MONROE TWP. - It was billed as an old-fashioned “Meet and Greet the Candidates” night.
But when Thursday’s forum was over at the old Beaumont School, Rep. Karen Boback and two challengers for her 117th District legislative seat - Democrat Laura Dickson and Republican Davis Haire - found themselves in the midst of a “real” political race.
Neither Congressman Lou Barletta nor his Democratic opponent, Andrew Ostrowski, showed up, but county party veteran Paulette Burnside was ready to defend the Republican in Washington. So, too, was Sandra Ritz, filling in for 20th District Sen. Lisa Baker. They read opening statements for their respective candidates, but we didn’t hear any more from them as the evening wore on.
Boback was first up for an opening statement and said she is a former schoolteacher who is also proud of her eight years in the legislature. She reviewed her committee assignments including veteras affairs and emergency preparedness. tourism, gaming oversight and appropriations is her “big one.”
“There I get to toe the line, and hold the line on spending,” she said.
Dickson introduced herself as having been raised on a farm, and carries old-fashioned values “where family, neighbors, church and community still matter.”
She said she had a 30-year background in business, and only in recent years go tinvolved in county government where she has served as Wyoming County auditor since 2010.
Haire introduced himself as an optometrist who came to Tunkhannock in 1977.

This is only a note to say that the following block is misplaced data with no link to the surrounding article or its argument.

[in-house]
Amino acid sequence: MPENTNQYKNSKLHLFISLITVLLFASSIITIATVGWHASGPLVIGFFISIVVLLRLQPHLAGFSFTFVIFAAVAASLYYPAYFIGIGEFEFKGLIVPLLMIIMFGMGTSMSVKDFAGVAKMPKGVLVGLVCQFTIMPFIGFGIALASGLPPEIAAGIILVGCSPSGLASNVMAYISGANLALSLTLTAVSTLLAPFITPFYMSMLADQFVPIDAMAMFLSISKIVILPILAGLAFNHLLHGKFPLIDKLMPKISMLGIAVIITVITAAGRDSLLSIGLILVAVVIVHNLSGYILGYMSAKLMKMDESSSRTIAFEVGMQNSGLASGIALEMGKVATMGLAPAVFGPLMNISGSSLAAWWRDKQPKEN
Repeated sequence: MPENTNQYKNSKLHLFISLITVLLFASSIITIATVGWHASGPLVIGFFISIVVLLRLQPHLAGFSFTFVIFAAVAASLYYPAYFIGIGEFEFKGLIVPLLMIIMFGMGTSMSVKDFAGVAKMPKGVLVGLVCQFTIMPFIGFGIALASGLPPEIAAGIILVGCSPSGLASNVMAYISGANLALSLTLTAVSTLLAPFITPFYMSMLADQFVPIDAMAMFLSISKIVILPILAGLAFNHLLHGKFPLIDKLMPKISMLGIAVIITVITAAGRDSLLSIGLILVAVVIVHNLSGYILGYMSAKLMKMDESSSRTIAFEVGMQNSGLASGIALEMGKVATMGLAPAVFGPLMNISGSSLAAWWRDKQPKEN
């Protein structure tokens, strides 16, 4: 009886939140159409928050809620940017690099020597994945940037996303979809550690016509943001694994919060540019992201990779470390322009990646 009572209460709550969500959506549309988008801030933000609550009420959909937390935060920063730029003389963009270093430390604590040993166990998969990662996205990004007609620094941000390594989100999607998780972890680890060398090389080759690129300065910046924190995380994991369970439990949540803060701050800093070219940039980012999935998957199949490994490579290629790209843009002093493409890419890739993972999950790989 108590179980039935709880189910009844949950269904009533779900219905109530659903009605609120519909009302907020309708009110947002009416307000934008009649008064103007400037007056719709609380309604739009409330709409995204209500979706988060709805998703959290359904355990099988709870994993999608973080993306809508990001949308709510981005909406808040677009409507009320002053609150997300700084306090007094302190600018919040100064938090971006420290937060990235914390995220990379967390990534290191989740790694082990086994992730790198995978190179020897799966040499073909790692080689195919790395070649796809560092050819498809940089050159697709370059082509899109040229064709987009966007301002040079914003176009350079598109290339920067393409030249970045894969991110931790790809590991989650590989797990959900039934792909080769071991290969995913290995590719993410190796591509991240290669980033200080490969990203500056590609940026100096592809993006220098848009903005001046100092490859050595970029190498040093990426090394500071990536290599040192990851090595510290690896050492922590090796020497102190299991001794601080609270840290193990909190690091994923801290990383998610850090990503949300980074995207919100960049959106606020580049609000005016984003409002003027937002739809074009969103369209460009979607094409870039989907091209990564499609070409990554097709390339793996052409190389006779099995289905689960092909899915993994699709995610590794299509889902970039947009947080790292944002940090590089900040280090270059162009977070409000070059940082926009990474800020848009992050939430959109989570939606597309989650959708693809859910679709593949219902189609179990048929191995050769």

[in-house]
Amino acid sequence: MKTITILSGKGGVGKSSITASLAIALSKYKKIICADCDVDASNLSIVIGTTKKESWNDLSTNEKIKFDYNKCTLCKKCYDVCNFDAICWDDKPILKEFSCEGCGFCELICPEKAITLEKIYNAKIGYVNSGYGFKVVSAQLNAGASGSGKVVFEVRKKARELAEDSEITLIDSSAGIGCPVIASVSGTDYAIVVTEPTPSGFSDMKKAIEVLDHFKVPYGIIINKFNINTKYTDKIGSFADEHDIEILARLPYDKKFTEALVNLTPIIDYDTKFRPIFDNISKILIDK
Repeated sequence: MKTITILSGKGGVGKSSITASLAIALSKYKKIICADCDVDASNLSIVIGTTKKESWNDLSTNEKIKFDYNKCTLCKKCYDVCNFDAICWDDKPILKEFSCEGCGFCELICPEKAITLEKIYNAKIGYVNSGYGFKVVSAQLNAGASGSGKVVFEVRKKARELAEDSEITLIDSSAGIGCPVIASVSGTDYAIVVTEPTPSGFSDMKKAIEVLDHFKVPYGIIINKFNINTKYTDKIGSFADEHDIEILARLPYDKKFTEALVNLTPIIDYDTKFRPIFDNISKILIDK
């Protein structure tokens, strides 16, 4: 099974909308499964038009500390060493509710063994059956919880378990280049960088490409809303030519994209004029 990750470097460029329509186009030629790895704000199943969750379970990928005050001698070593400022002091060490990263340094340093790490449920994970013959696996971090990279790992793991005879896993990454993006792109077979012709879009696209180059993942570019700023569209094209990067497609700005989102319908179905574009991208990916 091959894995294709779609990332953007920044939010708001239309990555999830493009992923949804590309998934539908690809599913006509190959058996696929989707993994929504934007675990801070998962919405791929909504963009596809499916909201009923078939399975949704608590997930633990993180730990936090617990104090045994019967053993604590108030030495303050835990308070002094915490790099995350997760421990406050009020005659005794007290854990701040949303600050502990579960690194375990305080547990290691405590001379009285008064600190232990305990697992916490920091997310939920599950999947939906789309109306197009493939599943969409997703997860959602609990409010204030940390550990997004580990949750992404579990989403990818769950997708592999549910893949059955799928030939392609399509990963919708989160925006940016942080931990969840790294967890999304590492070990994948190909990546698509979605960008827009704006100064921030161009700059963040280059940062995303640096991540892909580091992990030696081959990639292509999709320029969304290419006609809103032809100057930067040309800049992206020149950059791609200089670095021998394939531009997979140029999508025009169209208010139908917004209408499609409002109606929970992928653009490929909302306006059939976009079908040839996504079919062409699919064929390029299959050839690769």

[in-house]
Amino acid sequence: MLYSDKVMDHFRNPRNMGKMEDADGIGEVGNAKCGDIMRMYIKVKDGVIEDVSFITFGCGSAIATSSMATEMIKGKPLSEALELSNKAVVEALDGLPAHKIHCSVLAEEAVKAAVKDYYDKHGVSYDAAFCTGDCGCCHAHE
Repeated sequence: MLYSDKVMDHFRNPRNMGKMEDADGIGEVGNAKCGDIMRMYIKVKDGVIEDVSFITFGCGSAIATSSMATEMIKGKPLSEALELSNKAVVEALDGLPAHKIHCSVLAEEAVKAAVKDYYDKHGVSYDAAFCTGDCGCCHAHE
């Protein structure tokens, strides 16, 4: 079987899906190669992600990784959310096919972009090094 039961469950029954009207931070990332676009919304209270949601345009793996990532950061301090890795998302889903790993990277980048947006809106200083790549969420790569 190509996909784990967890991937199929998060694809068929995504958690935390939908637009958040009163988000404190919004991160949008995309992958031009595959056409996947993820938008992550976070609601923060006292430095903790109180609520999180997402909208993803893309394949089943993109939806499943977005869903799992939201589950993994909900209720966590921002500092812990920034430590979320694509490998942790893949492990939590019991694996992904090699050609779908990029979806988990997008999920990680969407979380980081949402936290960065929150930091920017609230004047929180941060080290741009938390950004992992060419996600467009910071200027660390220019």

He said he is for reforming the tax structure, and “stand up, speak out and keep our young people here with good jobs.”
He said he would consider himself a citizen legislator taking a paycheck only when the legislature was in session, which he stated was only 80 days out of the year. “If it was good enough for George Washington, it is good enough for me” he said.
The candidates fielded questions from the audience.
One, directed at Boback, focused on per diems, the practice of allowing legislators to take $170 a day allowance whether or not the actual sum of money was used.
Boback said she was a “poster girl” for open records “and I take actual expenses.”
She was then asked if she had the use of a state car, which she denied.
There has been a suggestion that even though she might not be driving a state c ar, that a lease on her car mightybe paid by the state.
She said she drives her own Ford that has 115,000 miles on it and no the state is not paying a lease on it.
She reiterated that she takes actual expenses when she’s doing state business, but “I am a taxpayer first.”
Wyoming County Commissioner Ron Williams who was in the audience noted that she had that day called for an investigation by the state Department of Environmental Protection regarding an incident earlier in the week at the Chapin Dehydration Station.
He said she had an opportunity to request an investigation late last year when there were similar incidents and she chose not to.
She said she felt the latest incidents were outsid a comfort zone.
All three candidates were asked about a sevrance tax on the Marcellus gas industry.
Boback said when the issue came before the legislature itt was as an impact fee, which she supported. But she said today that if given the option, she would support a severance tax.
Haire said he would as well, but noted that just because people see golden dollars with gas money, does not mean they’re not paying a tax in another way.
Dickson said she, too supported a severance tax and bemoaned all of the lost revenue for not having the funds over the past four years. She said it broke her heart to be at a meeting the day before on the possible closure of URS, and felt like service such as that need not just disappear.
Moderator Leon Sidorek and the candidates reminded that the primary election is May 20 and the General Election is Nov. 4.
If you haven’t registered to vote, you have until April 21 to register.